Nanopore tools development
Developing tools for in-field classification of environmental samples.
Oxford Nanopore Technologies' (ONT) MinION, introduced in 2014, is an exciting new compact, low-cost sequencing technology that offers long reads (thousands of bases of DNA) and a streamed mode of operation enabling analysis of data as it is generated. These attributes make it ideally suited to in-field use. However, part of the process of generating sequencing data involves converting an electrical signal from the DNA sensing pore into a sequence of bases and this is performed via an internet basecalling service.
For in-field deployment, this is unsatisfactory, as we cannot rely on high speed, reliable data connections. In this project, we seek to address this constraint by developing local, low-power algorithms and tools for classification of environmental samples which can be deployed in-field without an internet connection.
Initial work by EI on Nanopore tools resulted in the publication of NanoOK (Leggett et al. 2015, Bioinformatics), a comprehensive tool for understanding data quality and error profiles of MinION sequence data. This was subsequently used for some of the analysis from the MinION Analysis and Reference Consortium’s initial paper (Ip et al. 2015, F1000Research).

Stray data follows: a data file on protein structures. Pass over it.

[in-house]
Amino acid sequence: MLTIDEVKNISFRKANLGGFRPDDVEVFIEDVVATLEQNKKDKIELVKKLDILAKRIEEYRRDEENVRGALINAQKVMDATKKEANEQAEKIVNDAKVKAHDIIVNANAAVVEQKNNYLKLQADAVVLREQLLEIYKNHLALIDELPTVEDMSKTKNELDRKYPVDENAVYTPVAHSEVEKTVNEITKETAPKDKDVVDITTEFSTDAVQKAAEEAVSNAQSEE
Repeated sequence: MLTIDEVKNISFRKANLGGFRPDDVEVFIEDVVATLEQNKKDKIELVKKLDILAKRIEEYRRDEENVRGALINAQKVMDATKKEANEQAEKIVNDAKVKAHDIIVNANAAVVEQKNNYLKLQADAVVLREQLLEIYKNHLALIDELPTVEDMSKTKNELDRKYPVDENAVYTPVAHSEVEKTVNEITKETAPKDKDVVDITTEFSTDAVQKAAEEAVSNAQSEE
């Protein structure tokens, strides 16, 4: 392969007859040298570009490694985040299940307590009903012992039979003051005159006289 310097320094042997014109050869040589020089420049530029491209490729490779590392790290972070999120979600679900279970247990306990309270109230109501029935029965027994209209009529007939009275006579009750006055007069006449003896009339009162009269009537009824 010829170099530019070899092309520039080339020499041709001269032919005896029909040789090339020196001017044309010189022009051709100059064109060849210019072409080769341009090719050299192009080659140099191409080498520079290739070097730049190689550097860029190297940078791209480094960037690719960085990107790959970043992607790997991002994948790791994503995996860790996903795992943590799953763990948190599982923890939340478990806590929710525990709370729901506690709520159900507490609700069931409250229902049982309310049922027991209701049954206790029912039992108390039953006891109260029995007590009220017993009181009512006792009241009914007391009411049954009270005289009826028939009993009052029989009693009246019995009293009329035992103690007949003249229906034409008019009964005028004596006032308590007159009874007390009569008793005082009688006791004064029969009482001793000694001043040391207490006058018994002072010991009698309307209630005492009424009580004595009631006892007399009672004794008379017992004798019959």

In this latest work, we aim to develop a tool for reliable and accurate in-field classification of environmental samples sequenced on the MinION.
NanOK - Multi-reference Alignment Analysis
Flexible, multi-reference software for pre- and post-alignment analysis of nanopore sequencing data, quality and error profiles
NanoOK (pronounced na-nook) is a tool from EI for alignment and analysis of Nanopore reads. NanoOK will extract reads as FASTA or FASTQ files, align them (with a choice of alignment tools), then generate a comprehensive multi-page PDF report containing yield, accuracy and quality analysis.
NanoOK has a number of dependencies - Perl, LaTeX, R and an alignment tool - which means it works best on Linux and Mac OS platforms.
Dstl (Defence Science and Technology Lab)
We see this work as having a wide variety of application areas, with our initial focus being on the detection of plant and animal pathogens. Early detection and reliable classification of these organisms can be an important step in understanding and preventing the spread of disease. The algorithms and tools developed as part of this project will be released as open source software, enabling the community to take and apply to a wide range of new applications.
Nanopore tools help researchers analyse in-field sequencing data. Credit: Shutterstock / Quick Shot